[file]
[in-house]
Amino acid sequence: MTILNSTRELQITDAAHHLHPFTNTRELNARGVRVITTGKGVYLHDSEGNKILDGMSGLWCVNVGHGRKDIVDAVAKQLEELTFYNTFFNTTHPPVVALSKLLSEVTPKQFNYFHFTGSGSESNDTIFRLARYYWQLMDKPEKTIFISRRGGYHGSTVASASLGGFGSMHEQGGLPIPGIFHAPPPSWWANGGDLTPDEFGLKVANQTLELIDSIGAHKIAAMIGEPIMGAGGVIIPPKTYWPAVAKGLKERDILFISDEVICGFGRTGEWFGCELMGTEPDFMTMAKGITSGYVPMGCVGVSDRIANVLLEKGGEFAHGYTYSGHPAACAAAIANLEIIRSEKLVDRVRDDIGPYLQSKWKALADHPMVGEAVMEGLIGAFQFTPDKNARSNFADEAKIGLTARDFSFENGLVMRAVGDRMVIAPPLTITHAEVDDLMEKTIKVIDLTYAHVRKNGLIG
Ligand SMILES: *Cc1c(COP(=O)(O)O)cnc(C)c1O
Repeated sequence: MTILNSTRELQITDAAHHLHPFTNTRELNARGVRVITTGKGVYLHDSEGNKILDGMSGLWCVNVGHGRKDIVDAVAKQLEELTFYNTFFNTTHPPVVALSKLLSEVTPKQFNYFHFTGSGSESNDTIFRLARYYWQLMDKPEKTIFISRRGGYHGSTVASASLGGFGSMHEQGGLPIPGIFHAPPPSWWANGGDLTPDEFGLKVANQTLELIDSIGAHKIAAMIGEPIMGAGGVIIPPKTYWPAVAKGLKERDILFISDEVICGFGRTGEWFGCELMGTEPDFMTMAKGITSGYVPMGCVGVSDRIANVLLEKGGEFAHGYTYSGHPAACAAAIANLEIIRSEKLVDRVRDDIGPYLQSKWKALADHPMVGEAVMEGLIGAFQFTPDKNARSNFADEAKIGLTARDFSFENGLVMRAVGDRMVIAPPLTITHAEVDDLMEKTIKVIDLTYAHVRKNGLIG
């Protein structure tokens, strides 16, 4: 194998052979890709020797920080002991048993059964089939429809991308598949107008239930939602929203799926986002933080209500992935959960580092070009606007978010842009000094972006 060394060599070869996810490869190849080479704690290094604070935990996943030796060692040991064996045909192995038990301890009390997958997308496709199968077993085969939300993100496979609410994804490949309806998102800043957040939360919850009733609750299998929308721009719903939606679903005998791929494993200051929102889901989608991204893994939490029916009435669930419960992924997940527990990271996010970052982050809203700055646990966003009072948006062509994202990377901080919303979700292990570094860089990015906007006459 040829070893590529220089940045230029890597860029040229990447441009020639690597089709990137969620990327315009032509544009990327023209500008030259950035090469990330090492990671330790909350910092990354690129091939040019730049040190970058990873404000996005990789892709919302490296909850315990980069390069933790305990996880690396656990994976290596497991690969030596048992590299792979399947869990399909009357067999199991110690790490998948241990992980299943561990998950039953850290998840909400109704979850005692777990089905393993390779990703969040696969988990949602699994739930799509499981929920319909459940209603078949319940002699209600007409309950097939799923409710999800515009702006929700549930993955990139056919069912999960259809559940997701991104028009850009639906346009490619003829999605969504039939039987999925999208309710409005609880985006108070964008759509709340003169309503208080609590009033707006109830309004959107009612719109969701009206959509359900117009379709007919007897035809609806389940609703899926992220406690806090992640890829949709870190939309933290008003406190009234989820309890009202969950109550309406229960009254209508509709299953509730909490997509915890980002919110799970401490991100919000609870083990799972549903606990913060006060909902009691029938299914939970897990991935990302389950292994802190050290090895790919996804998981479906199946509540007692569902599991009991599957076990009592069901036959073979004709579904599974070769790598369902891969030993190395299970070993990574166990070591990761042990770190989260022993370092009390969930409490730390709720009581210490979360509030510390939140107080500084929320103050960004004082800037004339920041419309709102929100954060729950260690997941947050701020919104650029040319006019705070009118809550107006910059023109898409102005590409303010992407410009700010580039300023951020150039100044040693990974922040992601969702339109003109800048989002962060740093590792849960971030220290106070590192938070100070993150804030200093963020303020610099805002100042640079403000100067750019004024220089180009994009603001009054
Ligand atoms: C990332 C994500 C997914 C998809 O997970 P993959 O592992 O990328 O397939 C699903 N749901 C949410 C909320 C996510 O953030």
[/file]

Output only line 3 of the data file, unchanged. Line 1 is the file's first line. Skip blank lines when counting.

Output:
Ligand SMILES: *Cc1c(COP(=O)(O)O)cnc(C)c1O